This series explores the sort of technologies we could use if we were to build a new platform today. In the first part I described a system with a multi-core multi-threaded CPU, FPGA and Cell processors. In this second part we start looking at the Operating System.
This article describes some of my annoyances in computing. If you had any problems reading this article, then skip this one. It will only be a waste of your time. There are a lot of annoying things in the wonderful world of computing. Of course, nothing is perfect, but that doesn't mean we are not allowed to complain and scream and throw our keyboards at our monitors when yet another irritation pops up.
"Poor usability is a huge barrier to wider open source adoption. Our backends have matured and we consistently achieve technical excellence. Usability is the one area we have not yet mastered. For some reason, we treat it as a mystery instead of looking at it as a problem we can solve the same way we solve all other technical problems." Read the editorial at NewsForge.
I recently blogged on a disconcerting trend that I see at USENIX, and for OS research more generally.
Given the number of reviews floating around detailing people's first experiences with every Linux distro under the sun, I thought it might be entertaining to take a light-hearted look at my early experiences with my first Mac.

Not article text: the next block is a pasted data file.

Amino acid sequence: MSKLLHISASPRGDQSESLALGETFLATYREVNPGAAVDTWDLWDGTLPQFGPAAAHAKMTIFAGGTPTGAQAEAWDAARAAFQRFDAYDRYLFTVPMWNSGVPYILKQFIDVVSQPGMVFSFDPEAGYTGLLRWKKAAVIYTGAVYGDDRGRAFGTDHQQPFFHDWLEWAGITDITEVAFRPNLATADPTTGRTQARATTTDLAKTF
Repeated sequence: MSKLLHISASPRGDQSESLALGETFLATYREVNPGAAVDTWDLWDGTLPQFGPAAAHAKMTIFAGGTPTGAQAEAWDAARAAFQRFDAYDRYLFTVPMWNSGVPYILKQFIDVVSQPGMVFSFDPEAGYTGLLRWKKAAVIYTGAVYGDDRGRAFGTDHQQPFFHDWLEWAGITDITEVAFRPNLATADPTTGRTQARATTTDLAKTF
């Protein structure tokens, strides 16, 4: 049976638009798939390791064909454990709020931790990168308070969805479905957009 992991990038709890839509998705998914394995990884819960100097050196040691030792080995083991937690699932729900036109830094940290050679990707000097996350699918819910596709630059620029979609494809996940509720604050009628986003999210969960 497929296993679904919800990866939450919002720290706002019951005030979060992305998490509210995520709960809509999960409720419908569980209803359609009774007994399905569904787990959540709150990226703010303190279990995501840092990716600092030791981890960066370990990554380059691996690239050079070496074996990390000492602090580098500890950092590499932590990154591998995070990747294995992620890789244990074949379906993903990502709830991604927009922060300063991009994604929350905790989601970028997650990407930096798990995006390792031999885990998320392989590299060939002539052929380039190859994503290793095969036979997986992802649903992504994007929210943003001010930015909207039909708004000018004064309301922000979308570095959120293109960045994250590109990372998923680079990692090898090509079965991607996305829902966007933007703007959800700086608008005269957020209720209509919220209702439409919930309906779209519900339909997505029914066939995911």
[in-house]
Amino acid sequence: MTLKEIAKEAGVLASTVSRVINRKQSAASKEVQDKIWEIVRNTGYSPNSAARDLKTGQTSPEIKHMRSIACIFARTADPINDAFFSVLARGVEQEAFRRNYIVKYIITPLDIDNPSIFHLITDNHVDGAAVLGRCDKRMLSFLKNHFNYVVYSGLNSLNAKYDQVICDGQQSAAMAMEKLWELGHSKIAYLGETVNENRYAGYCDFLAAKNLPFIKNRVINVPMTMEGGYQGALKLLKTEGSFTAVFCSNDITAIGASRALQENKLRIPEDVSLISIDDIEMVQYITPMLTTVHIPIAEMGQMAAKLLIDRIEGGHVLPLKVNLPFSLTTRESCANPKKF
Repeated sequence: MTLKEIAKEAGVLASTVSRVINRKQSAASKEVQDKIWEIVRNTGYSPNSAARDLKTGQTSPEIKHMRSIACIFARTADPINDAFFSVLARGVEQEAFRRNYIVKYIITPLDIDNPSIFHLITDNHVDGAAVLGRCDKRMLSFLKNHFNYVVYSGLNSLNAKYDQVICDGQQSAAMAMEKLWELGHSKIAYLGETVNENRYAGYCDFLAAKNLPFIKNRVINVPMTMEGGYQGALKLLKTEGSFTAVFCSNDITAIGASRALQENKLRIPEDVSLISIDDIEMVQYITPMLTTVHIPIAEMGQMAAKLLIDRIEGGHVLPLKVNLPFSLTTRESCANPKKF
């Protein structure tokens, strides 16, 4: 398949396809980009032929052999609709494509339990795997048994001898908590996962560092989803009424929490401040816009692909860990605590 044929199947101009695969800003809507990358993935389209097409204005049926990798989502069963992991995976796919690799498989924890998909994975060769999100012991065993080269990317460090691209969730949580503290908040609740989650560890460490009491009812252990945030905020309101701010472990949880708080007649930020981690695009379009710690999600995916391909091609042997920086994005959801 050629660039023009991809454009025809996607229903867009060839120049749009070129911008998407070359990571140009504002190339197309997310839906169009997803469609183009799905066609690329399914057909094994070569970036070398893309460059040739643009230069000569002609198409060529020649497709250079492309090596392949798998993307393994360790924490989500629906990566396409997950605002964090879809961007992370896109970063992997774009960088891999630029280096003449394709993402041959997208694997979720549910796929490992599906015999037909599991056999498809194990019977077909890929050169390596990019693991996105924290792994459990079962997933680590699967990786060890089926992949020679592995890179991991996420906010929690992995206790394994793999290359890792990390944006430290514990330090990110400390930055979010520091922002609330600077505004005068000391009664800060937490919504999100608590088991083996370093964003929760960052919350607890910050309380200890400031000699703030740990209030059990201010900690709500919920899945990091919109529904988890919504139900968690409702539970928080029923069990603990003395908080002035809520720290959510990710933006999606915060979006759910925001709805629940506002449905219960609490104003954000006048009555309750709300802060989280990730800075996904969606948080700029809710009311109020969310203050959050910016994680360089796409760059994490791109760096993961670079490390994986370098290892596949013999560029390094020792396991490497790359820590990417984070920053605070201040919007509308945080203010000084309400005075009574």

"Linux represents a threat and an opportunity for every software and hardware company. Apple is once again at the crossroads. While it will take a couple of years before we know whether the company will make the right choice, one thing is clear: Apple's path is about to become vastly more interesting" says Rob Enderle for TechNewsWorld.
Open source licensing has been known to be controversial here at OSNews. Simplistic characterizations (Communism, Virus, Utopia) abound which do nothing to argue the philosophy on its merits. A medical researcher notes that there is a parallel with open source development in one of our most important (and most capitalistic) industries: pharmaceutical research.